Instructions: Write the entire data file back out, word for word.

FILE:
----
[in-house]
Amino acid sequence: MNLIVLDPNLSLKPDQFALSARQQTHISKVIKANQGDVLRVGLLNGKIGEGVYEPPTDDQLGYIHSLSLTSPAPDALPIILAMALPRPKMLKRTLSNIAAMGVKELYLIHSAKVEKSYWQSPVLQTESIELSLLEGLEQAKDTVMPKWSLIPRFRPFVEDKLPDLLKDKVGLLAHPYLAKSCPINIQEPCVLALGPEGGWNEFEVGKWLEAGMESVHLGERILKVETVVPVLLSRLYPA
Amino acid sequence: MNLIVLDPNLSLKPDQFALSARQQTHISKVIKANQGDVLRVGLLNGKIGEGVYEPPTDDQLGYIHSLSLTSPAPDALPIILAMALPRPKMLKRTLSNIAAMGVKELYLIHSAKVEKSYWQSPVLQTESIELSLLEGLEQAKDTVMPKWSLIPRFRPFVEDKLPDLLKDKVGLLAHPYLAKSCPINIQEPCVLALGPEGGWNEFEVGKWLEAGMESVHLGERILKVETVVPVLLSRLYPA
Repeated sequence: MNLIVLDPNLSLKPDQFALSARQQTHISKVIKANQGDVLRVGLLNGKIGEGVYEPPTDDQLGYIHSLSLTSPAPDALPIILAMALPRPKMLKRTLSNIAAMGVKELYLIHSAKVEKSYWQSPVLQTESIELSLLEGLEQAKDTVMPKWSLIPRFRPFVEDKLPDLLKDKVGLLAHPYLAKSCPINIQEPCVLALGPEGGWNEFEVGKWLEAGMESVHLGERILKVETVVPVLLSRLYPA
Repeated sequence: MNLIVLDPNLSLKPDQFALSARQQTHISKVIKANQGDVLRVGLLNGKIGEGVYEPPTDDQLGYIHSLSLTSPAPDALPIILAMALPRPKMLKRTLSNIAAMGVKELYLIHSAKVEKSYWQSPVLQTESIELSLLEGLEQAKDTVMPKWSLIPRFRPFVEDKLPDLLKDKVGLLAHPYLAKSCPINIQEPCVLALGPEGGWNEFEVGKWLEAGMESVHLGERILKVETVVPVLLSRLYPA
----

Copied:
[in-house]
Amino acid sequence: MNLIVLDPNLSLKPDQFALSARQQTHISKVIKANQGDVLRVGLLNGKIGEGVYEPPTDDQLGYIHSLSLTSPAPDALPIILAMALPRPKMLKRTLSNIAAMGVKELYLIHSAKVEKSYWQSPVLQTESIELSLLEGLEQAKDTVMPKWSLIPRFRPFVEDKLPDLLKDKVGLLAHPYLAKSCPINIQEPCVLALGPEGGWNEFEVGKWLEAGMESVHLGERILKVETVVPVLLSRLYPA
Amino acid sequence: MNLIVLDPNLSLKPDQFALSARQQTHISKVIKANQGDVLRVGLLNGKIGEGVYEPPTDDQLGYIHSLSLTSPAPDALPIILAMALPRPKMLKRTLSNIAAMGVKELYLIHSAKVEKSYWQSPVLQTESIELSLLEGLEQAKDTVMPKWSLIPRFRPFVEDKLPDLLKDKVGLLAHPYLAKSCPINIQEPCVLALGPEGGWNEFEVGKWLEAGMESVHLGERILKVETVVPVLLSRLYPA
Repeated sequence: MNLIVLDPNLSLKPDQFALSARQQTHISKVIKANQGDVLRVGLLNGKIGEGVYEPPTDDQLGYIHSLSLTSPAPDALPIILAMALPRPKMLKRTLSNIAAMGVKELYLIHSAKVEKSYWQSPVLQTESIELSLLEGLEQAKDTVMPKWSLIPRFRPFVEDKLPDLLKDKVGLLAHPYLAKSCPINIQEPCVLALGPEGGWNEFEVGKWLEAGMESVHLGERILKVETVVPVLLSRLYPA
Repeated sequence: MNLIVLDPNLSLKPDQFALSARQQTHISKVIKANQGDVLRVGLLNGKIGEGVYEPPTDDQLGYIHSLSLTSPAPDALPIILAMALPRPKMLKRTLSNIAAMGVKELYLIHSAKVEKSYWQSPVLQTESIELSLLEGLEQAKDTVMPKWSLIPRFRPFVEDKLPDLLKDKVGLLAHPYLAKSCPINIQEPCVLALGPEGGWNEFEVGKWLEAGMESVHLGERILKVETVVPVLLSRLYPA